May 2008

Sun Mon Tue Wed Thu Fri Sat
        1 2 3
4 5 6 7 8 9 10
11 12 13 14 15 16 17
18 19 20 21 22 23 24
25 26 27 28 29 30 31

« Who Will Kill all the Senior Citizens? | Main | Creative Question »

Comments

Hammertyme

Morons. I guess nothing really happens FOR Induhviduals; rather, it happens TO them, clueless and SLEs that they are.

Anyway, here you go. Send me my Pulitzer any time.

The Deadliest Jam

I was and was not surprised to find out that many people who consider themselves "motorcyclists" have not been to a Bike Week at Daytona. I suppose this is for a variety of reasons. Maybe it's too far - Florida is at one corner of the country - but there is great entertainment to be had, even cheaply, due to "biker tradition".
One of the traditions of Daytona Bike Week is the assembly and appearance of literally thousands of custom bikes, the likes of which we can see on "Orange County Choppers". You know this. Some of the builders produce truly delicate and precise work, which can cost $150 thousand - for a bike which will be ridden less than a thousand miles per year. The $30K - $50K range is quite popular. The demographic contains a number of disreputable people - lawyers, drug dealers, record company executives, etc.
You might not know that a goodly percentage of these people seek a particular kind of passenger: the Biker Bimbo. Whatever mental and other qualities these ladies may have is unknown; I, and others I have quizzed frequently on the subject, have determined that this is secondary to other, ah, considerations.
Generally, the more prosperous the rider and expensive the bike, the higher the "class" of his passenger: apparently, supermodels enjoy motorcycling, if it is expensive and brief. Sometimes the relationship between rider and passenger is one of convenience, currency unknown.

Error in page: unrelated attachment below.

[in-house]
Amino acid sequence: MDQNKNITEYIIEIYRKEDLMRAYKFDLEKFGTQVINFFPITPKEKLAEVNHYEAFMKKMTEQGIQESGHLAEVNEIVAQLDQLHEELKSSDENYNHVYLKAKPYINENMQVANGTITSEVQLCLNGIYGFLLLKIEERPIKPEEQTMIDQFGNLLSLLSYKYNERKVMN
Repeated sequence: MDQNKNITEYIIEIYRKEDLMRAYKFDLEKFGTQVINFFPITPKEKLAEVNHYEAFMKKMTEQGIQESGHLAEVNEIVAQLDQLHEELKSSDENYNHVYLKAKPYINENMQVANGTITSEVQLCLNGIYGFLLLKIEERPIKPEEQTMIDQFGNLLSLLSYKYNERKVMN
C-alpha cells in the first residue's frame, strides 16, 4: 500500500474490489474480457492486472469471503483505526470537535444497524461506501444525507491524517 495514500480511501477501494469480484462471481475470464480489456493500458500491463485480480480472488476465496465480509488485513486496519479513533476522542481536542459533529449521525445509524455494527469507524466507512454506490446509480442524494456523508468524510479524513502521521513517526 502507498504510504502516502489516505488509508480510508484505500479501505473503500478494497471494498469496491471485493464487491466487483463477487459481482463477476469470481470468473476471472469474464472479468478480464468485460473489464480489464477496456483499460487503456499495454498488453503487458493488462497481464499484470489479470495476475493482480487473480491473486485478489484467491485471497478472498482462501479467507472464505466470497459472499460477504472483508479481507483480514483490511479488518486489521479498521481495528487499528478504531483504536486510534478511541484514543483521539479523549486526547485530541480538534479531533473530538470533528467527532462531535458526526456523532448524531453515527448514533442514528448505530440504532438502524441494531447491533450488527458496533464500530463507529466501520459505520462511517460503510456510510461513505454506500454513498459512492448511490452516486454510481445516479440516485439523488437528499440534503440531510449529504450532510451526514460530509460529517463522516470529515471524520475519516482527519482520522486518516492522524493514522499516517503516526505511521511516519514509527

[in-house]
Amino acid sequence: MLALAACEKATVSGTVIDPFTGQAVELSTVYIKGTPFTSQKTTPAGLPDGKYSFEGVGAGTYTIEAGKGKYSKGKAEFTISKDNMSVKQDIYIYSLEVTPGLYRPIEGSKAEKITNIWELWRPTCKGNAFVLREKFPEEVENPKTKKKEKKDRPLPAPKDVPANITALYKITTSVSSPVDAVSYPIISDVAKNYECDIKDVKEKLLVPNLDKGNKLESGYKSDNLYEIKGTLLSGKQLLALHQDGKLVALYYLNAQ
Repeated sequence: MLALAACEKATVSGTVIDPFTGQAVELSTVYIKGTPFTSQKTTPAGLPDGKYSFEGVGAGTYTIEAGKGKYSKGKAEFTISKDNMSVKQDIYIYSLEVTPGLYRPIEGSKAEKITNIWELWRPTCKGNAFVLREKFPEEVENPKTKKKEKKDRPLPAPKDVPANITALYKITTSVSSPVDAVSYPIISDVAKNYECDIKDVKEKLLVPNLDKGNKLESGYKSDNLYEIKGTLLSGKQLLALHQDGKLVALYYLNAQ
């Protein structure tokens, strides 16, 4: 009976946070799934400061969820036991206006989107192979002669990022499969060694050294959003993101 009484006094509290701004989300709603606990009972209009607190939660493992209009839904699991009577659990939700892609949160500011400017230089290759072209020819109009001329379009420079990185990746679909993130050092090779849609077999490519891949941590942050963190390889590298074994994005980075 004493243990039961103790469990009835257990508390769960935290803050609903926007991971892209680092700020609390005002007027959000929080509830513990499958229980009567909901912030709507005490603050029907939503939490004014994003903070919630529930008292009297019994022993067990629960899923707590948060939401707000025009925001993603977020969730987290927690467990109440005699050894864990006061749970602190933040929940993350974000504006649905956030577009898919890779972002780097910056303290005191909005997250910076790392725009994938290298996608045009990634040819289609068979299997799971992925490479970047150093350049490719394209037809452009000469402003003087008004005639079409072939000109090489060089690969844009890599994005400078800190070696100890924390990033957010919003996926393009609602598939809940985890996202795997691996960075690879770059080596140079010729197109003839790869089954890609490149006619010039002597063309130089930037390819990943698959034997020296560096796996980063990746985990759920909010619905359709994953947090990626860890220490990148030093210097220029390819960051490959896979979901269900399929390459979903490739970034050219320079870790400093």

Anyway. One fine Daytona night, we and our friends stopped at a convenience store, having worked up a thirst shopping for motorcycle accessories near the Daytona Speedway. As we chatted, I saw an expensive chopper at the intersection, and the people associated with it seemed to be arguing. Shortly, we saw the passenger left in the street.
Her approach left those of us with a conscience somewhat at a loss; I was figuring out how to address a scantily-clad blonde, obviously the current Miss Nude California, as a real person without stuttering or getting whacked by my wife or her dear friend Stephanie.
Fortunately, I was saved by the realization that one of us had nearly no conscience, and was in the deadliest jam of his adult life.
I smiled serenely as Miss Bombshell asked, "Can one of you give me a lift? My ride left me. I just live down the street a half-mile or so."
My brother-in-law was the one with no conscience - but he was completely married to a decisive woman who was tending their four children whilst he recreated with us. I saw him realize what was happening: he had room on the back of his motorcycle, and could be the gallant knight rescuing an awesomely delectable damsel in distress. Yet, he had to face the reality that yes, we would indeed describe said damsel in detail to his loving wife. He also had to face the real possibility that the same man who could casually leave a girl like this on foot would be waiting anxiously at the probable destination, perhaps with a goodly supply of alcohol, PCP and firearms nearby to help him wait.
Fortunately, we were also talking to a sales rep from Kawasaki, who took the girl, presumably where she wanted to go.
We haven't missed a Daytona Bike Week event since, but we never saw the Kawasaki rep again.
The brother-in-law is OK. Physically, at least. He is very grateful for having made the correct decision, but aspects of it haunt him to this day.
======================================================